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Twitter Q&A: Aya Chebbi and Seth Berkley on how COVID-19 might affect African countries


The COVID-19 outbreak is a reminder that diseases do not respect borders or labels. Within months, the pandemic has affected nearly every person on the planet regardless of their age, gender, race, or socioeconomic status. The global response must be similarly equitable, reaching beyond borders and benefiting all people everywhere

African countries have seen fewer cases than the rest of the world, but are preparing themselves for the worst. The pandemic has already caused devastating economic effects on the continent, and the African Union Commission has called on all nations to mobilize more resources to contain the disease. The African Union Youth Envoy recently launched a new initiative to empower Pan-African youth advocates called the African Youth Charter Hustlers initiative. This will engage African youth to lead continental, regional, and national advocacy and accountability.

To discuss responses to the pandemic and how it might affect African countries, we hosted a Twitter Q&A on our @ONEinAfrica channel with award-winning activist and AU Youth Envoy, Aya Chebbi and Dr Seth Berkley, the CEO of Gavi, the Vaccine Alliance and an expert in infectious disease epidemiology and global health.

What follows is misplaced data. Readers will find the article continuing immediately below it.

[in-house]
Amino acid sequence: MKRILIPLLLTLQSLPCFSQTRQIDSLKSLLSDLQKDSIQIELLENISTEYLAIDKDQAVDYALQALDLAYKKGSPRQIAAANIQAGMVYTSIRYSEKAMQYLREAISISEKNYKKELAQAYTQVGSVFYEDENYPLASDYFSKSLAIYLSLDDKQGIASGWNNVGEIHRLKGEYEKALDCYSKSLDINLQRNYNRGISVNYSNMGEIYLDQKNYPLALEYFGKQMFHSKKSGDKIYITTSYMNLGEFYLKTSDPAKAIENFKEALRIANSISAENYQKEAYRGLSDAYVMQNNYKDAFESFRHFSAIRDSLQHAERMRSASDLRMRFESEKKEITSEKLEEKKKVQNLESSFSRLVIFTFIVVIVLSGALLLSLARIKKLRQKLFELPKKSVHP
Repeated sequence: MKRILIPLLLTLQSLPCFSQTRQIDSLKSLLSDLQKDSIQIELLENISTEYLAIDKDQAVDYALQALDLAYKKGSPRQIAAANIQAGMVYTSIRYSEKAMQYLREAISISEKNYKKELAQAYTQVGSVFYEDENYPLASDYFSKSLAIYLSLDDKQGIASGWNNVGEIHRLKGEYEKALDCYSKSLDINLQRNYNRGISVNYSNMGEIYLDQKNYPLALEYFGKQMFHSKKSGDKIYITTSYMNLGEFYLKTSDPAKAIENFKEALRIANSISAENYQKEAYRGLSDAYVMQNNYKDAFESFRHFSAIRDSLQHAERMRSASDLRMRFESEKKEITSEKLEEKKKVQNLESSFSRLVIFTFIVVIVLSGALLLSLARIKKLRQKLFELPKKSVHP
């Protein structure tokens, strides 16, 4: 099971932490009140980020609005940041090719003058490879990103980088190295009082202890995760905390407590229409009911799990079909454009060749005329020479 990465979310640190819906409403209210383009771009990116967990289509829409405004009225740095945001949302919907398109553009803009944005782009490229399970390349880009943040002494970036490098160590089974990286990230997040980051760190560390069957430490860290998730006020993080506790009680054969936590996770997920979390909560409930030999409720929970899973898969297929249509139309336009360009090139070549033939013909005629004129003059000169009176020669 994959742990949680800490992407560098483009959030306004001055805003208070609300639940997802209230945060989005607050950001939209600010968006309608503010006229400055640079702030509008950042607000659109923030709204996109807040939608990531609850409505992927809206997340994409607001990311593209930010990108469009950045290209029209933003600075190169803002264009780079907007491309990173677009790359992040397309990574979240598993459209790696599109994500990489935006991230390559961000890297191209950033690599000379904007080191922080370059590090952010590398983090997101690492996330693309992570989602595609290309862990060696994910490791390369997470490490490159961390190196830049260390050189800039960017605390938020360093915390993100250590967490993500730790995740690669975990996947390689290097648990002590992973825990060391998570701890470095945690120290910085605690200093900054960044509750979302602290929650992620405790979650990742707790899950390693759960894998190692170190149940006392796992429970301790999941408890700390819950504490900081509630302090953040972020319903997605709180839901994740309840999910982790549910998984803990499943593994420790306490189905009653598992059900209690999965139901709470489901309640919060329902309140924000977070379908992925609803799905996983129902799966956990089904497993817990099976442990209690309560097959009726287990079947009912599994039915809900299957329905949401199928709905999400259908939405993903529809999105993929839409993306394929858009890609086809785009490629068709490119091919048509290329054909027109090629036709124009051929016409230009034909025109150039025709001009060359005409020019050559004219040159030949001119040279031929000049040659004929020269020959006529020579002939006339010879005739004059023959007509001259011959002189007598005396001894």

There has been a slew of initiatives and appeals announced to address the COVID-19 pandemic. What gaps do you think exist in the global response to the COVID-19 pandemic so far?

COVID-19 has hit high-income countries hard, but African countries are seeing a number of cases and the impact is likely to be more dire due to weak health systems. How is Gavi working with the African Union and African countries to support their response?

Gavi played a significant role responding to recent Ebola and measles epidemics in Africa. What lessons can be learned from those responses as we address COVID-19?

The pandemic won’t just affect people’s health, it will also have an impact on education, food, job security and several other SDGs. What can be done urgently to avoid increasing poverty on the continent?

What should African countries do to support epidemic preparedness, so we are better equipped to detect and respond to future epidemic threats?

Find out more about Gavi’s work and read about Aya’s fight for gender equality.

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